Drivers in Georgia have probably heard of the ignition interlock device, an in-car breathalyzer that prevents a car from starting if the driver is found to be drunk. According to the CDC, the IID reduces repeat DUI offenses by as much as 70% when installed. Those states that require DUI offenders to install an IID see 15% fewer alcohol-related crash deaths than states that do not.
IIDs have tripled in use over the past decade with 34 states having some sort of IID requirement for DUI offenders. The benefits are well-documented, yet there is one danger attached to them. IIDs oftentimes request “rolling retests” while the car is in motion and set off an alert if drivers fail to take the breath test. While the devices don’t interfere with the vehicle’s operation, they can prove to be at least a cognitive distraction.
Companies that sell IIDs state that the devices give drivers several minutes to take the test. During that time, drivers can pull over safely to the roadside. A person can, of course, take the test while driving, and companies add that an individual doesn’t need to look at the device to take the test. Still, dozens of crashes have been caused by drivers who claimed they were taking the “rolling retest.”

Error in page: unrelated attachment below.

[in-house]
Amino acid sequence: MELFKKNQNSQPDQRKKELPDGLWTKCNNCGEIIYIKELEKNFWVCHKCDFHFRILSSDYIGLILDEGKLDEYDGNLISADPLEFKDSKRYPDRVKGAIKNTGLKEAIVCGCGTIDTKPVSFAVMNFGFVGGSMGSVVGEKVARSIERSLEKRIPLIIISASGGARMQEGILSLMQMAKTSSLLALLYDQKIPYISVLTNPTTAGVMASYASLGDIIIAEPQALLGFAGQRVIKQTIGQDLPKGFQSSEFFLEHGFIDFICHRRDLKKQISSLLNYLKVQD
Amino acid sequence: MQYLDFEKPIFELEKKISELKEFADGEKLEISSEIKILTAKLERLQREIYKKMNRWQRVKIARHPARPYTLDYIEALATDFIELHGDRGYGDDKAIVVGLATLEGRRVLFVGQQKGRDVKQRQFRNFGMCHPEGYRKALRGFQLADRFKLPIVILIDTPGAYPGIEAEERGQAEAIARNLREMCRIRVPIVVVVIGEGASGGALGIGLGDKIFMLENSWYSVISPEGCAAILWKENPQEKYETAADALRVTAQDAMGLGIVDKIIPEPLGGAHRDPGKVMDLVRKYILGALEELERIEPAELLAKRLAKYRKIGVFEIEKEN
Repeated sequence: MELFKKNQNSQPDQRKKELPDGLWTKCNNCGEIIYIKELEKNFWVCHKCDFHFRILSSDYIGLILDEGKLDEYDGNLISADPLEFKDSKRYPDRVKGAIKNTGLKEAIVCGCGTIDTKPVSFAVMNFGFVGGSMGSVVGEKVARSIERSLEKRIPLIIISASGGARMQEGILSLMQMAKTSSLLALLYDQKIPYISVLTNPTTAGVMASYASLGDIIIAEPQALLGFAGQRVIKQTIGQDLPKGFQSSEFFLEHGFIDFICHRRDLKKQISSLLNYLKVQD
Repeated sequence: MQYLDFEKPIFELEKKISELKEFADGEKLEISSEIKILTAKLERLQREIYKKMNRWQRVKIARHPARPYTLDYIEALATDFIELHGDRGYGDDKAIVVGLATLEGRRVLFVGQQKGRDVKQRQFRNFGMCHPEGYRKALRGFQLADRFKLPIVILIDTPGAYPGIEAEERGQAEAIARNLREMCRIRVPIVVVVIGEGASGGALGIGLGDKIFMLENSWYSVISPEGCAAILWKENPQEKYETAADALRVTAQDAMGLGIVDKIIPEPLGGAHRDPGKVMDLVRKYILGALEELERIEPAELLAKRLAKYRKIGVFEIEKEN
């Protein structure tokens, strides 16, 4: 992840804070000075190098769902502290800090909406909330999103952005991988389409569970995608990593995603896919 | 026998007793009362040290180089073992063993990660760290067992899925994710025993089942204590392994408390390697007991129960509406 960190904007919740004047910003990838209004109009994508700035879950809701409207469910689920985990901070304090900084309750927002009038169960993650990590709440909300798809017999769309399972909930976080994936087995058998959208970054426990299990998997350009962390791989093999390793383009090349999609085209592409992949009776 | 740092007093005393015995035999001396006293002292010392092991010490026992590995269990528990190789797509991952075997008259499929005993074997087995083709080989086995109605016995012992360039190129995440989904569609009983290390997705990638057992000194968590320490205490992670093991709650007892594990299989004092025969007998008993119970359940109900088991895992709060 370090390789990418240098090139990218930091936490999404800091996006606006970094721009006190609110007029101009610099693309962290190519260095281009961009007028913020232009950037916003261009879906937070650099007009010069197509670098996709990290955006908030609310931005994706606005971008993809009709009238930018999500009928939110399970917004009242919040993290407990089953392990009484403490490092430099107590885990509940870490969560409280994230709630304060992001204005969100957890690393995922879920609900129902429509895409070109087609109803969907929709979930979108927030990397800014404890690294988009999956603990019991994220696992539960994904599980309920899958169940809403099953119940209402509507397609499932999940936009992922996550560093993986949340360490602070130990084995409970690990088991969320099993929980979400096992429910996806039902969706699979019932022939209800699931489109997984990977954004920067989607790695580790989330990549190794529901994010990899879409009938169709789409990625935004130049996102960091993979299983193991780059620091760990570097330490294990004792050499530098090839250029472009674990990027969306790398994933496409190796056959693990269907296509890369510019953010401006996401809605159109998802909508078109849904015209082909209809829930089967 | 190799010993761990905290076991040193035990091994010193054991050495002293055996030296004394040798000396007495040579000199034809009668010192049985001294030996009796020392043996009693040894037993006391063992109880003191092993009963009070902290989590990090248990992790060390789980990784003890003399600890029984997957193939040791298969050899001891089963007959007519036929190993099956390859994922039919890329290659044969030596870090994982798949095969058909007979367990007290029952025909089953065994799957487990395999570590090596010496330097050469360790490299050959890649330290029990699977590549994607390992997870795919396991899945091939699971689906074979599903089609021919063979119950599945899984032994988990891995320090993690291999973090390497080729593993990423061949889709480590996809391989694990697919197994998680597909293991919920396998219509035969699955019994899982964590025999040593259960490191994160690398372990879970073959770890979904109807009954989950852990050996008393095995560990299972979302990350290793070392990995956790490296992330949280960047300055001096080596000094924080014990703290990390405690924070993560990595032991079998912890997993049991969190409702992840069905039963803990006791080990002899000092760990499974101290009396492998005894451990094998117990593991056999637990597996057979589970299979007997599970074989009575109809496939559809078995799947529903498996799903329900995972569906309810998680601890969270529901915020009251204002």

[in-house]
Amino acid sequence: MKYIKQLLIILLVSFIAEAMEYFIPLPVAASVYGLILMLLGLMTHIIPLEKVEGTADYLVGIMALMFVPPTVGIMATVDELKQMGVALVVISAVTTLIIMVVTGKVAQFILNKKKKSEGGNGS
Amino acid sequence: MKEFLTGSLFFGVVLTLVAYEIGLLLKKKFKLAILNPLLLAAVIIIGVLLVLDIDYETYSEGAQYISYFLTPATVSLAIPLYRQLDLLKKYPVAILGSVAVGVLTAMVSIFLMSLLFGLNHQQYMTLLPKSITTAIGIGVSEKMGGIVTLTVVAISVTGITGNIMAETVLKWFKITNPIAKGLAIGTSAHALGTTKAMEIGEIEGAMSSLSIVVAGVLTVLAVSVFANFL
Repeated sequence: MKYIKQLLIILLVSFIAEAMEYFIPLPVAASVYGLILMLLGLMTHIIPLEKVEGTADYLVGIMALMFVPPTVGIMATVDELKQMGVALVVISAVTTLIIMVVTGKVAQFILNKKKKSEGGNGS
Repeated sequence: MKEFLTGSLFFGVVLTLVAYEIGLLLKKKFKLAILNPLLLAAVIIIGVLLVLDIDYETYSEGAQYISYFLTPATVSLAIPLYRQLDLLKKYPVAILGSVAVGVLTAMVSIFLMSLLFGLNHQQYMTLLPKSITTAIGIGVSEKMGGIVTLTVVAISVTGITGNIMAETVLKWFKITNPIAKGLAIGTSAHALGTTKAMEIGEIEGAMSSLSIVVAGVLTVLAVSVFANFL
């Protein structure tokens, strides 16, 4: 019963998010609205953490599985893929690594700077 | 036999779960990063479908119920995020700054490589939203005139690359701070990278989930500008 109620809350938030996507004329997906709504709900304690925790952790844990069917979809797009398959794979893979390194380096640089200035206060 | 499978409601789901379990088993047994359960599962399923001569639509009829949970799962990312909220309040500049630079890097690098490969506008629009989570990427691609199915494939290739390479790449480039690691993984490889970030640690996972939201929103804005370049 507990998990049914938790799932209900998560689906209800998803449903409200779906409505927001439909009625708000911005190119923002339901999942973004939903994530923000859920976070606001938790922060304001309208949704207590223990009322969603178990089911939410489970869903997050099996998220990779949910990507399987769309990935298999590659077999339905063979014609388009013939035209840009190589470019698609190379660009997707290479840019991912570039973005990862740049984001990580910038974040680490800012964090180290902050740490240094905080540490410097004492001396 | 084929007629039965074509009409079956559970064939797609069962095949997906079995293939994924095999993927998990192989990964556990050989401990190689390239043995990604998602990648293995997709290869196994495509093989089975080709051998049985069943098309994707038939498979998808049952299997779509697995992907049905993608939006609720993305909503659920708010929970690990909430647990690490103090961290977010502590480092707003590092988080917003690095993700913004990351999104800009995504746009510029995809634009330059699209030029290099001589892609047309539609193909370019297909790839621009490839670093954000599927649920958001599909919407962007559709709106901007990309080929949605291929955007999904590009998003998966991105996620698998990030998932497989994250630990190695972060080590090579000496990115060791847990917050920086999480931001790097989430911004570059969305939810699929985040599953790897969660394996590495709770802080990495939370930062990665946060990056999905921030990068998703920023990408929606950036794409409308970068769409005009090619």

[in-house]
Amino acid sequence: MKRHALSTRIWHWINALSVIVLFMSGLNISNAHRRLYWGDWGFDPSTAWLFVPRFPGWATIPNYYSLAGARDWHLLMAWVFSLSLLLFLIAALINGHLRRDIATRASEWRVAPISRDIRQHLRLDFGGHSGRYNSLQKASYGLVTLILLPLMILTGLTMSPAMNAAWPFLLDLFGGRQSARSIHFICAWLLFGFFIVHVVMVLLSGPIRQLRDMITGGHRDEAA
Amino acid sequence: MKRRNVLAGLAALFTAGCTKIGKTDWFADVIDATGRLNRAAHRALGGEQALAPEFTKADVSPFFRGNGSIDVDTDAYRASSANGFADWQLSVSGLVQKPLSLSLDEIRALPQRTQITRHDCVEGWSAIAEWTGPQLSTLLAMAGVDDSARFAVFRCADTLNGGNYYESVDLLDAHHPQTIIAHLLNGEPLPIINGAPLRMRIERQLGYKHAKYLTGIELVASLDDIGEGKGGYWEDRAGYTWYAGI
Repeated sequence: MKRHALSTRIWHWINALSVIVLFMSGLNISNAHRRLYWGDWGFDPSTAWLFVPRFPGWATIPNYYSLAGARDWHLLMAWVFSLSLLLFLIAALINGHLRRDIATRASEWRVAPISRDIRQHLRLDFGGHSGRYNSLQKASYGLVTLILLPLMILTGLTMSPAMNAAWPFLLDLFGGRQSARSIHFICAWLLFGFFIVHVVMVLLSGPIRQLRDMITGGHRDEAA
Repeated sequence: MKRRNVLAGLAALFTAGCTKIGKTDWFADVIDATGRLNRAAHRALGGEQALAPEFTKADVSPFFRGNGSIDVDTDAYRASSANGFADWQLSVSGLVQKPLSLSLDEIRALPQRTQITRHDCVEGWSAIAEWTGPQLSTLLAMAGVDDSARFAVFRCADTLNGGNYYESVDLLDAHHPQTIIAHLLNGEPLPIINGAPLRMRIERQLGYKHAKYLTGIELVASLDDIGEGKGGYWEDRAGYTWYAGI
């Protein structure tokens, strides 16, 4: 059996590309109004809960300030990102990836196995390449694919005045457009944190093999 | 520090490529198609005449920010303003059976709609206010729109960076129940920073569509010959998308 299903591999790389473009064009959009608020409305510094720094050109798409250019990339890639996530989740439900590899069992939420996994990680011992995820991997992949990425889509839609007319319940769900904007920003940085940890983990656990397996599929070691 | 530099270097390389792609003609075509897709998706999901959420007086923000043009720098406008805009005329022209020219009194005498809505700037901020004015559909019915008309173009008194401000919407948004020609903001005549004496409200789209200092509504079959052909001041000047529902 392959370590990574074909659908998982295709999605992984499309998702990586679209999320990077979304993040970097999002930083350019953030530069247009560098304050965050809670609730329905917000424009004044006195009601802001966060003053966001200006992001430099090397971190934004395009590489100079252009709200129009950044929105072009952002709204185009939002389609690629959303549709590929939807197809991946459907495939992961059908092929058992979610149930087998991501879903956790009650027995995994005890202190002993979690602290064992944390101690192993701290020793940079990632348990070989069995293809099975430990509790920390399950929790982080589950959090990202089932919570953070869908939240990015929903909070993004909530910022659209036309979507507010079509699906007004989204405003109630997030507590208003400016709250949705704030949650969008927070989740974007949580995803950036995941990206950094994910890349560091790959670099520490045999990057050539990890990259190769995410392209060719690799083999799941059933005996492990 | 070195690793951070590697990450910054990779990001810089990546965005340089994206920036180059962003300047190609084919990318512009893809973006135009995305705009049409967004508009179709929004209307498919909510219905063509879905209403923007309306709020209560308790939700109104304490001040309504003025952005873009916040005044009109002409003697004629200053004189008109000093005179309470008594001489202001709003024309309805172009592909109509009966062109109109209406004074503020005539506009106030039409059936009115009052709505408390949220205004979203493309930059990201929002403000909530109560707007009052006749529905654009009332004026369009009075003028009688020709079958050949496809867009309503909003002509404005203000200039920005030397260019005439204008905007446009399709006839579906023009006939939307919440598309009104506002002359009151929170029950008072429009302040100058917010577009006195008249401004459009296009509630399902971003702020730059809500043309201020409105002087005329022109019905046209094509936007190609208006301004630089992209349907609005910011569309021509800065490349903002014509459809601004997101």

When car wrecks involve IIDs, those parties who were injured and not to blame may be able to file a claim against the driver or the manufacturer of the IID. Either the driver must be proven to have been negligent, or the product must be proven to have been defective and an inherent safety risk from the start. Whatever course their case takes, victims may want a lawyer to assist them at each step, especially with negotiations.